As we enter the summer, the grain market currently has two opposing factors affecting it. First is the developments in Ukraine, which are still at the front of traders’ minds with the ongoing uncertainty around the availability of both the remaining old crop grain in the country and the produce from this year’s harvest.
The other factor is the start of the harvest in several major production areas of the northern hemisphere, such as the southern US states, southern Europe and areas of Russia. Whilst the bullish nature of the Ukrainian conflict cannot be ignored, the market has seen significant revaluations with the harvest gaining momentum. More on this later in the update.
There is great optimism from growers around the likely performance of this season’s cereal crops due to the favourable growing conditions throughout the growing season.
However, there are some reports of crops, particularly spring-sown barley, that have stressed rather badly from May and June’s dry conditions. It is worth noting that these areas are relatively small and are mostly in southeast Scotland.
With reports of crops being harvested in the south of England, there are many farmers in the north of England and the south of Scotland expecting to harvest winter barley before the end of July. Winter wheat is also progressing very quickly, and many crops could be ready to be cut in the first half of August. Nearly all spring barley is now headed and most has flowered, so once again, expect the combines to be pressed into action in early August.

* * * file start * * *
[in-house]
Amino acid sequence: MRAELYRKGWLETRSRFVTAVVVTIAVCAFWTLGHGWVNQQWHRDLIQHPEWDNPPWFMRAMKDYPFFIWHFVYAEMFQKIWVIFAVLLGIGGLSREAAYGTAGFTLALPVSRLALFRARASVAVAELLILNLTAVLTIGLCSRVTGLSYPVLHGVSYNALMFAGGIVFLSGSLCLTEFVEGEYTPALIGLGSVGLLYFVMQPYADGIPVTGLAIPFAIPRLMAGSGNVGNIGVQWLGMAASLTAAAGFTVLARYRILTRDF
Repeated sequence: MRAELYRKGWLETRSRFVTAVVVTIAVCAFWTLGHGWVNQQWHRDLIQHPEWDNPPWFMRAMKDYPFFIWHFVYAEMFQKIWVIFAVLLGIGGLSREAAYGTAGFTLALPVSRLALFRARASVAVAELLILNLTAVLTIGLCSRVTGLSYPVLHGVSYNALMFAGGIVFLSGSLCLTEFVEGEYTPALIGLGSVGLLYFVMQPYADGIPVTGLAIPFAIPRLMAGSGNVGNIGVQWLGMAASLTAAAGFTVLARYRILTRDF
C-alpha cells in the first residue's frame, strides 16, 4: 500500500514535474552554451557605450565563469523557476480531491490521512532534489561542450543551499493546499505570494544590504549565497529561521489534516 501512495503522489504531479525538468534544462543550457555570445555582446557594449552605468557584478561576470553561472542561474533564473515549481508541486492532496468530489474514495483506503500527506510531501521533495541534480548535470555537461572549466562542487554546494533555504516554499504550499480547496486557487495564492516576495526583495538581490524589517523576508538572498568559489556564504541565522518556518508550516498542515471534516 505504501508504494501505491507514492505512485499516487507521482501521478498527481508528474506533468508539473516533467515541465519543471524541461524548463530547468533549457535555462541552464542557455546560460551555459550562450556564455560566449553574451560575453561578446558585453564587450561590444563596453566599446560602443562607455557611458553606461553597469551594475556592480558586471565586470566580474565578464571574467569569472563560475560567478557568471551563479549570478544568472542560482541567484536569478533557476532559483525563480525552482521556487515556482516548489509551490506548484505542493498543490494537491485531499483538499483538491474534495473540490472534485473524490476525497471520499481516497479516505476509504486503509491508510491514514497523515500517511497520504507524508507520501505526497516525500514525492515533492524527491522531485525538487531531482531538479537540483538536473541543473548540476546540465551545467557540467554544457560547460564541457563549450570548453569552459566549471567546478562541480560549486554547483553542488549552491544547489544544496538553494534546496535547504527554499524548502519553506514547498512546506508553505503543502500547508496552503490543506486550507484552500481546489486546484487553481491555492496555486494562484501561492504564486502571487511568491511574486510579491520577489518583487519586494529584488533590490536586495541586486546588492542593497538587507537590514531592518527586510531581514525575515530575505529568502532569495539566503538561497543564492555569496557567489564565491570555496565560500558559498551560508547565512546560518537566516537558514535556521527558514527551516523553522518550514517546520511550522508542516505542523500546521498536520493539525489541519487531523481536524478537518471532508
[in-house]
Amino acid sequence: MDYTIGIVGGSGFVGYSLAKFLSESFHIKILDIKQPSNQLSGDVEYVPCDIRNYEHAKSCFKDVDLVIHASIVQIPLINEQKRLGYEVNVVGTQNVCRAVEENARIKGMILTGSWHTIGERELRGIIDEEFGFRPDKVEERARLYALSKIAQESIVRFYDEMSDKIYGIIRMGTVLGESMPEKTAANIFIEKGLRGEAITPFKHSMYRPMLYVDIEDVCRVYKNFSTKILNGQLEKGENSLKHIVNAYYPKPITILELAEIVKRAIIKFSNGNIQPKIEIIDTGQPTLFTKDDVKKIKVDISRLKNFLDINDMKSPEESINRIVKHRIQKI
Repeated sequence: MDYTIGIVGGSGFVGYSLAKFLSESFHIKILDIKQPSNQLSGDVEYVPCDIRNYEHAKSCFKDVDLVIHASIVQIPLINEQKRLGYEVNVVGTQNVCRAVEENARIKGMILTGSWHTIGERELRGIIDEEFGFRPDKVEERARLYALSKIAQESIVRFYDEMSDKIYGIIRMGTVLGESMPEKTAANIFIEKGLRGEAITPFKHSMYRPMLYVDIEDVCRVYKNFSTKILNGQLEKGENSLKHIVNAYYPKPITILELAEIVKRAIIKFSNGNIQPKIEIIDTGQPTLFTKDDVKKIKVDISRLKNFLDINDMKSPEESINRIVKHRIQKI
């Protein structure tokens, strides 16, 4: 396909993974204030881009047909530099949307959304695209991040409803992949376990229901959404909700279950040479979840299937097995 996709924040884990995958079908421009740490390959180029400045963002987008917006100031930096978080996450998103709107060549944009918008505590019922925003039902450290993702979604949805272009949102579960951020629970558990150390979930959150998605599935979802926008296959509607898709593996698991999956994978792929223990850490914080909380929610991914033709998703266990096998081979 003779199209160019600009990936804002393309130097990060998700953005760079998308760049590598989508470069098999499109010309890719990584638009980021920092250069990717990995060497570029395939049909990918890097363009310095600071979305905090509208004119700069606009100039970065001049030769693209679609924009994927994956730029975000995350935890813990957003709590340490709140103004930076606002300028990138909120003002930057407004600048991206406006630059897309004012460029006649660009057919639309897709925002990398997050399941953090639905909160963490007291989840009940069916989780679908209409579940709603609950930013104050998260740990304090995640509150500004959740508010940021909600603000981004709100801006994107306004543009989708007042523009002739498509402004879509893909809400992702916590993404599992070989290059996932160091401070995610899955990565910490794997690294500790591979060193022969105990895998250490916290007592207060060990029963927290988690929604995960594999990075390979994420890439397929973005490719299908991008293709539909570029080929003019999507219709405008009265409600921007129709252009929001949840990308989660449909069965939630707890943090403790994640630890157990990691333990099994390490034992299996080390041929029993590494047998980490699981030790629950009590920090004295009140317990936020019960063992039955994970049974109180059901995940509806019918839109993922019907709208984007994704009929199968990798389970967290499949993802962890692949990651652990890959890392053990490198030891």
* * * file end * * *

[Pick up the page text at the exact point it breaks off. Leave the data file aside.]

Crop 2021 harvest
With the expectation of an early harvest, those hoping for a late bounty by holding on to the last of their 2021 product have been disappointed as the demand for late deliveries into July/August has fallen away. Old crop wheat is now trading at £270 ex-farm, well down on last month’s highs.
Crop 2022 harvest
Prices in grain for the 2022 harvest have fallen massively in the past few weeks. In one week alone from 20th to 27th June the November wheat futures market fell by over £33/t. Despite a small rally in prices last week, the trend has continued and, as I write, these futures are at £267. Considering the Nov 22 wheat position hit a high of £360 on 17th May, this is a massive readjustment in only a matter of several weeks.
The initial drift was primarily down to buyers being unwilling to continue supporting the very high prices along with good rainfall in droughty regions and the wheat trade seemed to settle for a while at prices just over £300 which many speculators assumed was a more realistic value in the circumstances. However, with the physical harvest in progress and early reports indicating quite good harvest tonnages, the grain values have fallen away once again to the current levels (wheat ex-farm locally for harvest is £262 and barley ex-farm is £240 is today’s price).
Given the uncertainty which has troubled the grain markets since the Ukraine war commenced, it is still expected that the volatility will remain so what to prepare for next in these never-previously-experienced circumstances is a difficult one to call. These current prices could present a great buying opportunity or, if harvest tonnages come in well above average across US and Europe allowing healthy export tonnages, there may be further rationalisation on prices to come yet. Only time will tell!